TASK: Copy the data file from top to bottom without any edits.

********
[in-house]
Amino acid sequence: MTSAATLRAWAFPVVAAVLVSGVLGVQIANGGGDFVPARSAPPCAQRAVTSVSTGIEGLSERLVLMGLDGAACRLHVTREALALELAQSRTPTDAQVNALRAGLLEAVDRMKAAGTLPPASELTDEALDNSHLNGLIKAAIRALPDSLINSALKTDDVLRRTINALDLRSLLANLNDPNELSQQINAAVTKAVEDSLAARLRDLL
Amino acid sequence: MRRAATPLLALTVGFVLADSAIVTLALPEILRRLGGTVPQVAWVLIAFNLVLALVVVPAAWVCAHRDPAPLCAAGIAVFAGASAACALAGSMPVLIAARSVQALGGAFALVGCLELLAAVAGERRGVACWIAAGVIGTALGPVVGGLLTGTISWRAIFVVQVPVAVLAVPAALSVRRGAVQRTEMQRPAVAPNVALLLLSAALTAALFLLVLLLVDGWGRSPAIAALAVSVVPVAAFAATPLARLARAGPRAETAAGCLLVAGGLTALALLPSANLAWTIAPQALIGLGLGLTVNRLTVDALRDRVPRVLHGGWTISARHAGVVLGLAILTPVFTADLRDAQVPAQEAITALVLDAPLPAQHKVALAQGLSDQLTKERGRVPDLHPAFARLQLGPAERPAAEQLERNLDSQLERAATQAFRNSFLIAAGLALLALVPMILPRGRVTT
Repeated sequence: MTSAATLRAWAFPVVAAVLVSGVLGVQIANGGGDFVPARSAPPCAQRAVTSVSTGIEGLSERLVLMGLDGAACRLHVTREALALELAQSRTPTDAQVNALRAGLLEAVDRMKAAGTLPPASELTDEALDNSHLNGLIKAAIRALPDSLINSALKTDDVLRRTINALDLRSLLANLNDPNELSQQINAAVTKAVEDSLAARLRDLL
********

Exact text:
[in-house]
Amino acid sequence: MTSAATLRAWAFPVVAAVLVSGVLGVQIANGGGDFVPARSAPPCAQRAVTSVSTGIEGLSERLVLMGLDGAACRLHVTREALALELAQSRTPTDAQVNALRAGLLEAVDRMKAAGTLPPASELTDEALDNSHLNGLIKAAIRALPDSLINSALKTDDVLRRTINALDLRSLLANLNDPNELSQQINAAVTKAVEDSLAARLRDLL
Amino acid sequence: MRRAATPLLALTVGFVLADSAIVTLALPEILRRLGGTVPQVAWVLIAFNLVLALVVVPAAWVCAHRDPAPLCAAGIAVFAGASAACALAGSMPVLIAARSVQALGGAFALVGCLELLAAVAGERRGVACWIAAGVIGTALGPVVGGLLTGTISWRAIFVVQVPVAVLAVPAALSVRRGAVQRTEMQRPAVAPNVALLLLSAALTAALFLLVLLLVDGWGRSPAIAALAVSVVPVAAFAATPLARLARAGPRAETAAGCLLVAGGLTALALLPSANLAWTIAPQALIGLGLGLTVNRLTVDALRDRVPRVLHGGWTISARHAGVVLGLAILTPVFTADLRDAQVPAQEAITALVLDAPLPAQHKVALAQGLSDQLTKERGRVPDLHPAFARLQLGPAERPAAEQLERNLDSQLERAATQAFRNSFLIAAGLALLALVPMILPRGRVTT
Repeated sequence: MTSAATLRAWAFPVVAAVLVSGVLGVQIANGGGDFVPARSAPPCAQRAVTSVSTGIEGLSERLVLMGLDGAACRLHVTREALALELAQSRTPTDAQVNALRAGLLEAVDRMKAAGTLPPASELTDEALDNSHLNGLIKAAIRALPDSLINSALKTDDVLRRTINALDLRSLLANLNDPNELSQQINAAVTKAVEDSLAARLRDLL